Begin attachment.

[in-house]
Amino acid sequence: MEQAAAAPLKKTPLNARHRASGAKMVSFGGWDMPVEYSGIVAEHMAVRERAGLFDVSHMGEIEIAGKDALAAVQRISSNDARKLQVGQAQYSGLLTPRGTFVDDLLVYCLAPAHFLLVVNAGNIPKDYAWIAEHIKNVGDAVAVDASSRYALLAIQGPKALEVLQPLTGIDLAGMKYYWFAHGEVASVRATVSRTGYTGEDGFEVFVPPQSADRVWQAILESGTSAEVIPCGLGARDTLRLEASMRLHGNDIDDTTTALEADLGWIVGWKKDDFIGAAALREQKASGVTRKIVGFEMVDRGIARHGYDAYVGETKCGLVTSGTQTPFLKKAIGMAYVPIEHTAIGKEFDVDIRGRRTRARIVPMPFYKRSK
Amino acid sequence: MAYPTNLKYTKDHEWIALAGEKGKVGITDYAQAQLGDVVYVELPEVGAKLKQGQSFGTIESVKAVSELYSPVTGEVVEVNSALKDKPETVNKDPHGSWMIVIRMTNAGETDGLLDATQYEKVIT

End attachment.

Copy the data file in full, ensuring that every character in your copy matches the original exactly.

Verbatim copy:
[in-house]
Amino acid sequence: MEQAAAAPLKKTPLNARHRASGAKMVSFGGWDMPVEYSGIVAEHMAVRERAGLFDVSHMGEIEIAGKDALAAVQRISSNDARKLQVGQAQYSGLLTPRGTFVDDLLVYCLAPAHFLLVVNAGNIPKDYAWIAEHIKNVGDAVAVDASSRYALLAIQGPKALEVLQPLTGIDLAGMKYYWFAHGEVASVRATVSRTGYTGEDGFEVFVPPQSADRVWQAILESGTSAEVIPCGLGARDTLRLEASMRLHGNDIDDTTTALEADLGWIVGWKKDDFIGAAALREQKASGVTRKIVGFEMVDRGIARHGYDAYVGETKCGLVTSGTQTPFLKKAIGMAYVPIEHTAIGKEFDVDIRGRRTRARIVPMPFYKRSK
Amino acid sequence: MAYPTNLKYTKDHEWIALAGEKGKVGITDYAQAQLGDVVYVELPEVGAKLKQGQSFGTIESVKAVSELYSPVTGEVVEVNSALKDKPETVNKDPHGSWMIVIRMTNAGETDGLLDATQYEKVIT